BBS Book Thingie: “Capital in the 21st Century” Discussion Week 2 - Income and Output

Well, to say that the U.S. is colonizing itself may be a little ummmm, overly dramatic, overly “poetic”? I dunno. More plainly I would say that elements of US society are treating other elements like colonial subjects, as sources for cheap, easily exploitable labor who have little say in their own lives. And yes, I’m referring to class divide.

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He’s certainly arguing the notion that markets are “natural” is BS, which I think is important. If it’s a social construct, you can tinker with markets and make them the most beneficial to human beings, right?

In order to tinker with markets you need capital, and/or political power. Which seems to me to suggest that people who have both political power and have abundant capital could be said to be in a sort of conflict of interest.

It doesn’t need to be this way but in the absence of a way to mobilize the power of labor then markets will only serve those with the power to tinker with it.

I understand that my argument is circular, the point is that I get the sense that Piketty is saying that the value of labor in capitalism is tied to whatever means of production employs it, the same way he mentions it’s hard to separate the value of a building from the land it sits on. And this gets me thinking about the way unions, which can leverage the bargaining power of labor, have lost power as inequality grows.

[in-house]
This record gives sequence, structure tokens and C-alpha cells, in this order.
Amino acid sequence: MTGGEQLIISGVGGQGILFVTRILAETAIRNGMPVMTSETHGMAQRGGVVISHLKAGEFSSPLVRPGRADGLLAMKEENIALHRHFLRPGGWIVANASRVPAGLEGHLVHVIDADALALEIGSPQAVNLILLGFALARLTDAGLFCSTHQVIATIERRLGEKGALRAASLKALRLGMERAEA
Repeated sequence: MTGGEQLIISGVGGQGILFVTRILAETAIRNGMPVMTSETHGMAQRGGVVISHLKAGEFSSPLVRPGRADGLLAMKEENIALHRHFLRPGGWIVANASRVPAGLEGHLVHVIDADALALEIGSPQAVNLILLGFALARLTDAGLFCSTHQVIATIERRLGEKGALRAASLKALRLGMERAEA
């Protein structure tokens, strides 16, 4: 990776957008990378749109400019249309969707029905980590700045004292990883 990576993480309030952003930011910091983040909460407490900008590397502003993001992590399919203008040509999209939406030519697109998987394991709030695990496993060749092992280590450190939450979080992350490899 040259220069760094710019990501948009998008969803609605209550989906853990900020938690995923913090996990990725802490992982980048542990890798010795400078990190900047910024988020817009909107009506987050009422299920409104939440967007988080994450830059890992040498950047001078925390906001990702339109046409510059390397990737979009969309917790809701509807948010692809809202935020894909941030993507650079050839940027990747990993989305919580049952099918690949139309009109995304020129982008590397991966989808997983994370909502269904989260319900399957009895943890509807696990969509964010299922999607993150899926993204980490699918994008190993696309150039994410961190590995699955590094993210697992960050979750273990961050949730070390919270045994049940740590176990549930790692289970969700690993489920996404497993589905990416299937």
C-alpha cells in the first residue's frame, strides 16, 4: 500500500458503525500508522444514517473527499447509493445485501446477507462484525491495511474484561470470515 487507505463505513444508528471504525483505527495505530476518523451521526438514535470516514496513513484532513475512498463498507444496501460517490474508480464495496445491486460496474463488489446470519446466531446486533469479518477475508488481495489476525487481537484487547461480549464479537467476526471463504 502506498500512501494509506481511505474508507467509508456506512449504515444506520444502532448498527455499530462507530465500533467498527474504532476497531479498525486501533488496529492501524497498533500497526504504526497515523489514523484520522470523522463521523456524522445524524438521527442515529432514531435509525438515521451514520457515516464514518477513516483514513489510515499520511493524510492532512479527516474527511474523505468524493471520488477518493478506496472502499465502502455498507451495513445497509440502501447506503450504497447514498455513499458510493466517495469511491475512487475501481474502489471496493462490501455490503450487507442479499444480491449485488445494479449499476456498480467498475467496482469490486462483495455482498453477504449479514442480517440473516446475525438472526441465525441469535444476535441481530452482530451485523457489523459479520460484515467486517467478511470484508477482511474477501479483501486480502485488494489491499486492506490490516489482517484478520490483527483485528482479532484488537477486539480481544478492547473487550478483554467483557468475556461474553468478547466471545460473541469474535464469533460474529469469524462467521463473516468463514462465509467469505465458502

Yes, my experience is that investing in human capital promotes growth. The service industry is growing in Mexico and I’ve been, though more by luck than anything else, involved in its growth for the last 15 years now. But I’ve also seen how established interests have maintained control by limiting the power of the labor force to compete and innovate.

I hope Piketty returns to the value of labor, because it seems to me that as long as the only capital that the majority of people possess is their labor (Which unlike gold, cannot be a store of value), then capitalism must necessarily be it’s own engine of inequality, and the best you can do is minimize it by arbitrarily establishing rules to balance it’s deficiencies.


It’s Friday again, Armchair Economists!

I’m almost done with chapter 1. It’s been a tough couple of weeks. Glad to be reading it, but I’m not keeping up, which means I’m not part of the discussion either. :disappointed:


I’m busy writing something for work, so not reading. Will also be catching up later …


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